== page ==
Abstract Title:

Relapse and mortality following cardioversion of new-onset vs. recurrent atrial fibrillation and atrial flutter in the elderly.

Abstract Source:

Eur Heart J. 2006 Apr;27(7):854-60. Epub 2006 Feb 2. PMID: 16455671

Abstract Author(s):

Ahmad A Elesber, Ana Gabriela Rosales, Regina M Herges, Win-Kuang Shen, Brenda S Moon, Joseph F Malouf, Naser M Ammash, Virend Somers, David O Hodge, Bernard J Gersh, Stephen C Hammill, Paul A Friedman

Article Affiliation:

Division of Cardiovascular Diseases, Mayo Clinic, Rochester, MN 55905, USA.


AIMS: Trials of rate control vs. rhythm control for atrial fibrillation or flutter included few patients with new-onset arrhythmia. Our objective was to assess the relapse rate and the effect of the relapse of new-onset atrial arrhythmias on mortality after direct-current cardioversion (DCCV).

METHODS AND RESULTS: A cohort of 351 patients with atrial fibrillation (new onset in 179) and 126 patients with atrial flutter (new onset in 78) was followed-up after DCCV. Cox proportional hazard models were used. Median age was 74.6 years. Mean follow-up for relapse was 7.7 months; for death, 29.4 months. Patients with new-onset atrial flutter [adjusted hazard ratio (HR) = 1] were more likely to maintain sinus rhythm than the patients with recurrent atrial flutter (adjusted HR = 2.5, P<0.01), new-onset atrial fibrillation (adjusted HR = 2.4, P<0.01), or recurrent atrial fibrillation (adjusted HR = 2.7, P<0.01). Patients with new-onset atrial fibrillation were as likely to have relapses as patients with recurrent atrial fibrillation or flutter. Relapse of atrial arrhythmia after DCCV was associated with increased mortality (adjusted HR= 3.1, P<0.01).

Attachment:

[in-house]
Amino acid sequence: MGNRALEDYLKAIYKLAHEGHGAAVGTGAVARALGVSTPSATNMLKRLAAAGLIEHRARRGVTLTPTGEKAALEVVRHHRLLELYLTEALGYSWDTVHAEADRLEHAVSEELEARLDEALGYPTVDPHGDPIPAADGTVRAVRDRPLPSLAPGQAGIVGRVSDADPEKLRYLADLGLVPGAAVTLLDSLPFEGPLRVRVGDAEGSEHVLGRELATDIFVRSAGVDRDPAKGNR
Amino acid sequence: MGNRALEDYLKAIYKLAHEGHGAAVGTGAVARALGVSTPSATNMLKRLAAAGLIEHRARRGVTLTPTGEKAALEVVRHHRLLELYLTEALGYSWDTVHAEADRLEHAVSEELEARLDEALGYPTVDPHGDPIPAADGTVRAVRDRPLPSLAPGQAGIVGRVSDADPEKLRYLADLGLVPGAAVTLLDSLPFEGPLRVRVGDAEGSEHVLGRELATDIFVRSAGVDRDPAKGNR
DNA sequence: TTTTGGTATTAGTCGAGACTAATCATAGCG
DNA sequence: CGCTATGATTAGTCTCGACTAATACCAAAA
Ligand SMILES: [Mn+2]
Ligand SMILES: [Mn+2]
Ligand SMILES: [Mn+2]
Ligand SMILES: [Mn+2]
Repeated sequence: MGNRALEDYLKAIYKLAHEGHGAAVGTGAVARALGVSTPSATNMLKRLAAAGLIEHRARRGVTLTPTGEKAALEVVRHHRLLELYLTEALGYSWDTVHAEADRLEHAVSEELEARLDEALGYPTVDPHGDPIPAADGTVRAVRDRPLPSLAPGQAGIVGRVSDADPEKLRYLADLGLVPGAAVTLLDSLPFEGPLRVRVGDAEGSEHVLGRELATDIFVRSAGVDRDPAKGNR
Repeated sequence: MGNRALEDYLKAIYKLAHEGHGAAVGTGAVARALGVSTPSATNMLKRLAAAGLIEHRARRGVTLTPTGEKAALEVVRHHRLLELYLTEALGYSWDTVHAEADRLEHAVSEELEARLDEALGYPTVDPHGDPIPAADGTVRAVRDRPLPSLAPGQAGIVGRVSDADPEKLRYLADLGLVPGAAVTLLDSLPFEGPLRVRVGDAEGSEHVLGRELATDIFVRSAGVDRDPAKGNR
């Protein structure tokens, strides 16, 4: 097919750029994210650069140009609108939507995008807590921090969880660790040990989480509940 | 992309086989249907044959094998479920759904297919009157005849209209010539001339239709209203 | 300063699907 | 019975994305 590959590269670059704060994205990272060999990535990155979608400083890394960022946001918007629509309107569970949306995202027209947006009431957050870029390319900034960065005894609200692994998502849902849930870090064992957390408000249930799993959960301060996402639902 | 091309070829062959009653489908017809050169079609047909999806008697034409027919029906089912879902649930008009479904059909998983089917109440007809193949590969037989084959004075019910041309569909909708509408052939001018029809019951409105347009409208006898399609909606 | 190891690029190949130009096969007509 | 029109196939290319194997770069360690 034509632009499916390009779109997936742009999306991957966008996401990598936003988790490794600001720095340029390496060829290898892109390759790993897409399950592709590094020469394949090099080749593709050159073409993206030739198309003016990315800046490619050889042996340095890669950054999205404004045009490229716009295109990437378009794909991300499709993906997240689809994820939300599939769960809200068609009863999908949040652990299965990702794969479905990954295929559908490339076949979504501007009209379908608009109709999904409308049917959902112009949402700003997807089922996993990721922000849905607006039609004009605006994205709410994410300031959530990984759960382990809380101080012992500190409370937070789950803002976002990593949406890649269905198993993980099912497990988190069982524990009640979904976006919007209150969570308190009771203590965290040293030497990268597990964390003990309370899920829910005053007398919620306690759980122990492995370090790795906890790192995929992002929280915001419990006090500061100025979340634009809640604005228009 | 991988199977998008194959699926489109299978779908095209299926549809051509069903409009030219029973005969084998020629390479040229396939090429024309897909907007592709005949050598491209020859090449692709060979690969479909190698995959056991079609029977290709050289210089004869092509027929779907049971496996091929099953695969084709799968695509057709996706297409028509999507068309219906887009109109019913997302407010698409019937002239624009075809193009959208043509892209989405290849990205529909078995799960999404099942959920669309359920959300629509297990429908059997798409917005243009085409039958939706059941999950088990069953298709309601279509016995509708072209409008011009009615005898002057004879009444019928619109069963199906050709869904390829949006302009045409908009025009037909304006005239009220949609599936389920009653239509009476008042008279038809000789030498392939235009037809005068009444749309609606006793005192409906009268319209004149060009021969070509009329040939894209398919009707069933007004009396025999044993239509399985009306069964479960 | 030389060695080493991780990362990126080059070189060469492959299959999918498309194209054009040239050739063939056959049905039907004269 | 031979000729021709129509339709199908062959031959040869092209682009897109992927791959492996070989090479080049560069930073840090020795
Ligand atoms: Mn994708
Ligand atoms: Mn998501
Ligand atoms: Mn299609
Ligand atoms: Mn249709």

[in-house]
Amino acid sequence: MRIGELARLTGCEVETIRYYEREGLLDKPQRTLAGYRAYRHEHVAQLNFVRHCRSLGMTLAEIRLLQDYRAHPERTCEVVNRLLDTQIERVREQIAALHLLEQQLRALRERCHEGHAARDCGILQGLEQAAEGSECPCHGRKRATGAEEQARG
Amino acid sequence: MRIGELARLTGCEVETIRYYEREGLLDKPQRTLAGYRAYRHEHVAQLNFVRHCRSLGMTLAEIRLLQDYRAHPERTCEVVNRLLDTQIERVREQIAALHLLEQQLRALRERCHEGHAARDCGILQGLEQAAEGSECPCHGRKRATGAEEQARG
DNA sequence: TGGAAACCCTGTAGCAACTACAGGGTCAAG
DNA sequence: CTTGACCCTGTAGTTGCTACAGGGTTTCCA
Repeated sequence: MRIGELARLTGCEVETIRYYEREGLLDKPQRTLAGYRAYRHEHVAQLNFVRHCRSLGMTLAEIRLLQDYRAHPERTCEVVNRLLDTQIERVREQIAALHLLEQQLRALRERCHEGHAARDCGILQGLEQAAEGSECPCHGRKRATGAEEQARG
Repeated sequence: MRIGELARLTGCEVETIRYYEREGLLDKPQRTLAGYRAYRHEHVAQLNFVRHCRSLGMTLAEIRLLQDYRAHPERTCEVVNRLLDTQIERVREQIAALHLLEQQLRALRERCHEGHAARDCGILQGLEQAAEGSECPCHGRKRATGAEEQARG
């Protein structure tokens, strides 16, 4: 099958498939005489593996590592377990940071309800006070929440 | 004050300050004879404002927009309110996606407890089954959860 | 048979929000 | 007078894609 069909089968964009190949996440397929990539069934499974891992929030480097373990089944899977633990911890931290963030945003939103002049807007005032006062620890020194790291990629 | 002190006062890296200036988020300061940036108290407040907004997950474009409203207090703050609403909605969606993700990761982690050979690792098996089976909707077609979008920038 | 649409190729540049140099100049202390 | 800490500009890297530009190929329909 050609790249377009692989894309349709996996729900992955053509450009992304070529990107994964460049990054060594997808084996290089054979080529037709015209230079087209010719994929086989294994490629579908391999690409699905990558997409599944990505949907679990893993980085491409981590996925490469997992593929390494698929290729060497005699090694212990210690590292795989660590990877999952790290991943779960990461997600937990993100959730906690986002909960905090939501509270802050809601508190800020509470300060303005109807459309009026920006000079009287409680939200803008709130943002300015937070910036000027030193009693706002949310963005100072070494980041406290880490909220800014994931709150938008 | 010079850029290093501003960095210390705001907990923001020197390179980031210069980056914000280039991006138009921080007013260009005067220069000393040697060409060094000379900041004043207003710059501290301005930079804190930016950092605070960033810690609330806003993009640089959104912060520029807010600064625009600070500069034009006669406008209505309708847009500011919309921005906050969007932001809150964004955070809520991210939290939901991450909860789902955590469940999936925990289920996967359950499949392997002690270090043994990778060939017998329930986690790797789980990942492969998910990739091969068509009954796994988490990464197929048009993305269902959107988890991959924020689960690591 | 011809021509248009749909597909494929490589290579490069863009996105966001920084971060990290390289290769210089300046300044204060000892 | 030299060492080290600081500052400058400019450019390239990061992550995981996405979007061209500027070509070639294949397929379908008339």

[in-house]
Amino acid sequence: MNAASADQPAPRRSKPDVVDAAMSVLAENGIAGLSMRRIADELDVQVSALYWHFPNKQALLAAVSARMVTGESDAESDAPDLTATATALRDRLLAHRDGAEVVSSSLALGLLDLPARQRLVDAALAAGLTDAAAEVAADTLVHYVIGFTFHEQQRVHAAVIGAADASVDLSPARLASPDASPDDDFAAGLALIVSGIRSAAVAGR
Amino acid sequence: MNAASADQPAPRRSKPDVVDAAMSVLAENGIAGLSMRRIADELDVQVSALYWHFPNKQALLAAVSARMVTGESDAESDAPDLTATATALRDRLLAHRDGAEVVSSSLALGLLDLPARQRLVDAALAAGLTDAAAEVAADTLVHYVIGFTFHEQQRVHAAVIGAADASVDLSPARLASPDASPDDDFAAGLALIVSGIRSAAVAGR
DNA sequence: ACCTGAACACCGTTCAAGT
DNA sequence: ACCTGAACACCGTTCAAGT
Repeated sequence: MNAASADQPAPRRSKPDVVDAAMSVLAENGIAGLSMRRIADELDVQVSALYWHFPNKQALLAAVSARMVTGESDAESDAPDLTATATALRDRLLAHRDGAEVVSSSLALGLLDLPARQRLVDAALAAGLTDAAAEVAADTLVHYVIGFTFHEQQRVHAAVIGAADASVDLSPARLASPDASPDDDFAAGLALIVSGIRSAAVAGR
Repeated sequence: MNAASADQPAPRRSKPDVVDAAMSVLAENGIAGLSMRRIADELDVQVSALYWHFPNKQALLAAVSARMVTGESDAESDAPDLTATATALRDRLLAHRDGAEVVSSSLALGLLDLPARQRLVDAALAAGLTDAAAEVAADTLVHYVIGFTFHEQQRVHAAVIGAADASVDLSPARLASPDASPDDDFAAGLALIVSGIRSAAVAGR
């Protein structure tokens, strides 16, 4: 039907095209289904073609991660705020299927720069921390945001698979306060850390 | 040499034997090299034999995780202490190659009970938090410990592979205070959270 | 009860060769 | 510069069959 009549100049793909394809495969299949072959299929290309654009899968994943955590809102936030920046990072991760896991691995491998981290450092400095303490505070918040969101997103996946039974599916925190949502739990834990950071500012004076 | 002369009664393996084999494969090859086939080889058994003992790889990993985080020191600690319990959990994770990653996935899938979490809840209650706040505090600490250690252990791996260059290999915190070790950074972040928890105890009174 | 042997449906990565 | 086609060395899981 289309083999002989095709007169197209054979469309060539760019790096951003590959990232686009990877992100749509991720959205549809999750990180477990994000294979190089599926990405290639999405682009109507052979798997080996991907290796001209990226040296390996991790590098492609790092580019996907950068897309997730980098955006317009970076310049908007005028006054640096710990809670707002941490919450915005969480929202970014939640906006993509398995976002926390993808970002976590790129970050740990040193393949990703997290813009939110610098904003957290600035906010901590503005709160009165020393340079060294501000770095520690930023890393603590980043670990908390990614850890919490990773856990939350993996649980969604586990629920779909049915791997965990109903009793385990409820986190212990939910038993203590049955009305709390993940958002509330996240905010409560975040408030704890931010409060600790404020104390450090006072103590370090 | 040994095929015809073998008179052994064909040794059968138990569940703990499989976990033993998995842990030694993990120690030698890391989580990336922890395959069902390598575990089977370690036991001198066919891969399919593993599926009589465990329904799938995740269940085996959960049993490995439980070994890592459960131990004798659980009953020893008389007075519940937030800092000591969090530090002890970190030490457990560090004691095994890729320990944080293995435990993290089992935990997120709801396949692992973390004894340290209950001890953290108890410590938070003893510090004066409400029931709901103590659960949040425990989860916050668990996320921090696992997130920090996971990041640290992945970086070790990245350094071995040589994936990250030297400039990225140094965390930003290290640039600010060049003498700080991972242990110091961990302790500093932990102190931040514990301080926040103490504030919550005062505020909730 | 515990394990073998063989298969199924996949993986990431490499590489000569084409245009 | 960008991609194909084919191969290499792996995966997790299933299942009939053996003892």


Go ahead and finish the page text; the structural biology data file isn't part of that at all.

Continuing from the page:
CONCLUSION: DCCV is more successful in maintaining sinus rhythm in patients with new-onset atrial flutter than in patients with new-onset atrial fibrillation. Relapse of atrial arrhythmia after cardioversion is associated with increased mortality.

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